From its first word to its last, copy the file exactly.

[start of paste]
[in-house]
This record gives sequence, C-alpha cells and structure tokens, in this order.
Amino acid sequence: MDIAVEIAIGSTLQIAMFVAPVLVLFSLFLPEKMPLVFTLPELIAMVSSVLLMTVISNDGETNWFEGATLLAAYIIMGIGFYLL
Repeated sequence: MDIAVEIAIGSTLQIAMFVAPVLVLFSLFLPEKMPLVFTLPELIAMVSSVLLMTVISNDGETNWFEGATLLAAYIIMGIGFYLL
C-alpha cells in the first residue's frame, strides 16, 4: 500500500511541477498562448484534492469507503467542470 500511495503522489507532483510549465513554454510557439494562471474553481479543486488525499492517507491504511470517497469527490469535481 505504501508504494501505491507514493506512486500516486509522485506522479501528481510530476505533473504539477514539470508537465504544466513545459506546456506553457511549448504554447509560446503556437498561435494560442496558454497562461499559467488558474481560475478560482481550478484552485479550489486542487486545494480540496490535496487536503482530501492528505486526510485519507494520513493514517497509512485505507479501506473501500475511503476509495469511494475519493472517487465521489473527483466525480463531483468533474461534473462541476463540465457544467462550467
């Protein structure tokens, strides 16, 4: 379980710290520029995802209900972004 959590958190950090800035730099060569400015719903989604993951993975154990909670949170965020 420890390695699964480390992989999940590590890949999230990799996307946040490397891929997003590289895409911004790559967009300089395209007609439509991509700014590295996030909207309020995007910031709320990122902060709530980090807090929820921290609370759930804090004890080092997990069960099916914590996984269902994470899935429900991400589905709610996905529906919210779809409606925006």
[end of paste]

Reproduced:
[in-house]
This record gives sequence, C-alpha cells and structure tokens, in this order.
Amino acid sequence: MDIAVEIAIGSTLQIAMFVAPVLVLFSLFLPEKMPLVFTLPELIAMVSSVLLMTVISNDGETNWFEGATLLAAYIIMGIGFYLL
Repeated sequence: MDIAVEIAIGSTLQIAMFVAPVLVLFSLFLPEKMPLVFTLPELIAMVSSVLLMTVISNDGETNWFEGATLLAAYIIMGIGFYLL
C-alpha cells in the first residue's frame, strides 16, 4: 500500500511541477498562448484534492469507503467542470 500511495503522489507532483510549465513554454510557439494562471474553481479543486488525499492517507491504511470517497469527490469535481 505504501508504494501505491507514493506512486500516486509522485506522479501528481510530476505533473504539477514539470508537465504544466513545459506546456506553457511549448504554447509560446503556437498561435494560442496558454497562461499559467488558474481560475478560482481550478484552485479550489486542487486545494480540496490535496487536503482530501492528505486526510485519507494520513493514517497509512485505507479501506473501500475511503476509495469511494475519493472517487465521489473527483466525480463531483468533474461534473462541476463540465457544467462550467
């Protein structure tokens, strides 16, 4: 379980710290520029995802209900972004 959590958190950090800035730099060569400015719903989604993951993975154990909670949170965020 420890390695699964480390992989999940590590890949999230990799996307946040490397891929997003590289895409911004790559967009300089395209007609439509991509700014590295996030909207309020995007910031709320990122902060709530980090807090929820921290609370759930804090004890080092997990069960099916914590996984269902994470899935429900991400589905709610996905529906919210779809409606925006």